Atrial fibrillation vs Atrial Flutter
Atrial fibrillation is the commonest pathological dysrhythmia.
Atrial Fibrillation (AF): Occurs when many ectopic waves of depolarisation spread throughout the atria. While the atria fail to contract some of the disorganised depolarisation waves are conducted through the AV node, reaching the ventricles. As a result there is an irregular ventricular response. It can occur in absence of structural heart disease (primary/lone AF), or secondary to underlying cardiac disease. In animals with underlying heart disease, the ventricular response rate is usually elevated due to sympathetic predominance. In animals with primary ‘lone’ AF, ventricular response rate may be normal or only mildly elevated due to parasympathetic influence on the AV node.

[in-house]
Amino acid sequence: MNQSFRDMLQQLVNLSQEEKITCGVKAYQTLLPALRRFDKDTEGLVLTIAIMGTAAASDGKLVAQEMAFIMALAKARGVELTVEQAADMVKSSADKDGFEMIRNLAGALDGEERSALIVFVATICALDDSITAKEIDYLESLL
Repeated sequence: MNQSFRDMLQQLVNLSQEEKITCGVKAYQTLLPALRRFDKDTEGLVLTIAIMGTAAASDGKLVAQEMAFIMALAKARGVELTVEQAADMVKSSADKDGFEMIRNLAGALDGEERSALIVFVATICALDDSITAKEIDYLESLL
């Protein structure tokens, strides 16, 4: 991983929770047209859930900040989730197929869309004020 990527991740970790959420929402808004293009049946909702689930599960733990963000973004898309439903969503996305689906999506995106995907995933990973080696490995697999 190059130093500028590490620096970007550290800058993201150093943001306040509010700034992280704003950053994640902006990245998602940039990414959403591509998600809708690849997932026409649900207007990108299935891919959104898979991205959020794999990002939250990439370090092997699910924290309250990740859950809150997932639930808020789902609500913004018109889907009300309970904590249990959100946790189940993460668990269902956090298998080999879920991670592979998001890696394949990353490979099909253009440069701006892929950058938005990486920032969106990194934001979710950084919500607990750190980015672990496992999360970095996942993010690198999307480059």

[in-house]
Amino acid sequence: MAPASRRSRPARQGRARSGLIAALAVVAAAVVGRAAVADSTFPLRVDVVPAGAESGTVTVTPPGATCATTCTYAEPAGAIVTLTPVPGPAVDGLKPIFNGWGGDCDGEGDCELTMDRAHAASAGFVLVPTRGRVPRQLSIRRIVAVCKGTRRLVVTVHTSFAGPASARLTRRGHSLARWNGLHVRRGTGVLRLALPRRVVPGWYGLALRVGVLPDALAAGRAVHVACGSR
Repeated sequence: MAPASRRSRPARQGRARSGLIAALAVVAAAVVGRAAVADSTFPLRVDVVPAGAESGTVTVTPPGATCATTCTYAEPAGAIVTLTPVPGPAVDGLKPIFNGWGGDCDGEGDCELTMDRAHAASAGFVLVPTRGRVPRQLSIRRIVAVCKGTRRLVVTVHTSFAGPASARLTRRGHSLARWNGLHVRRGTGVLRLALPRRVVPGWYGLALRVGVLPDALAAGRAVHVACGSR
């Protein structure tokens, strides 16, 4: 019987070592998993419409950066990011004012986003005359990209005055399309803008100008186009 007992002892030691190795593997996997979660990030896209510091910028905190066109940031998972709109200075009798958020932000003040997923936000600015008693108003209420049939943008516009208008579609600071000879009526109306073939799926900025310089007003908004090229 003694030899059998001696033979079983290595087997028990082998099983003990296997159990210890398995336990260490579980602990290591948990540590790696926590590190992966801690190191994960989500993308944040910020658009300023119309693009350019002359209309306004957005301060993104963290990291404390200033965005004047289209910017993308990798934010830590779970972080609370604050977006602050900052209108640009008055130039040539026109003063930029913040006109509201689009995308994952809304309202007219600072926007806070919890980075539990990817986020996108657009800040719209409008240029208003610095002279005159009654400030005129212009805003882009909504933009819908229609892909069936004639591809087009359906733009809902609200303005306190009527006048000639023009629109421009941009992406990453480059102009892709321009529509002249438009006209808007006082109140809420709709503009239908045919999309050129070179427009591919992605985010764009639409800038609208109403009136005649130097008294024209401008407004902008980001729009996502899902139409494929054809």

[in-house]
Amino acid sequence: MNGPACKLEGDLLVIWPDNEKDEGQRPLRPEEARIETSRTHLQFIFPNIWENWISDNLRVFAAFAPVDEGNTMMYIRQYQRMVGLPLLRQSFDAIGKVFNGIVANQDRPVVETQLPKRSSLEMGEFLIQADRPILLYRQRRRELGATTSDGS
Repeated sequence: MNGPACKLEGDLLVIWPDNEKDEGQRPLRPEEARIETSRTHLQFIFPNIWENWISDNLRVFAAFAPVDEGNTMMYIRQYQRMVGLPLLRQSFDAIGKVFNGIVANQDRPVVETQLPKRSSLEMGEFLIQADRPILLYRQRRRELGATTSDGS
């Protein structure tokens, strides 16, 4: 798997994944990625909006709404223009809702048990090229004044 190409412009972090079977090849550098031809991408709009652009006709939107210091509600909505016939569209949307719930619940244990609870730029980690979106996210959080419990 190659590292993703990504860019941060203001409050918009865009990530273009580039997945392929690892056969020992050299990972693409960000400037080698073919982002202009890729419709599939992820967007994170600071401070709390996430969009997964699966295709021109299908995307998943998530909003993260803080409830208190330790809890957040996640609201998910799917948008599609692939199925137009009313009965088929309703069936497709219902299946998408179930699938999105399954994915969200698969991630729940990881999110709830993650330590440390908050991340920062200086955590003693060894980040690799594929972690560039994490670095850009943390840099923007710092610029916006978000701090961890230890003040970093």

Atrial Flutter: is similar to atrial fibrillation, but has sudden onset and termination and is therefore a transient arrhythmia. It may be seen as a precursor to atrial fibrillation. Ventricular response rate is variable, depending on the degree of physiological AV block.
Atrial fibrillation can occur in all species when there is atrial dilation secondary to other cardiac lesions.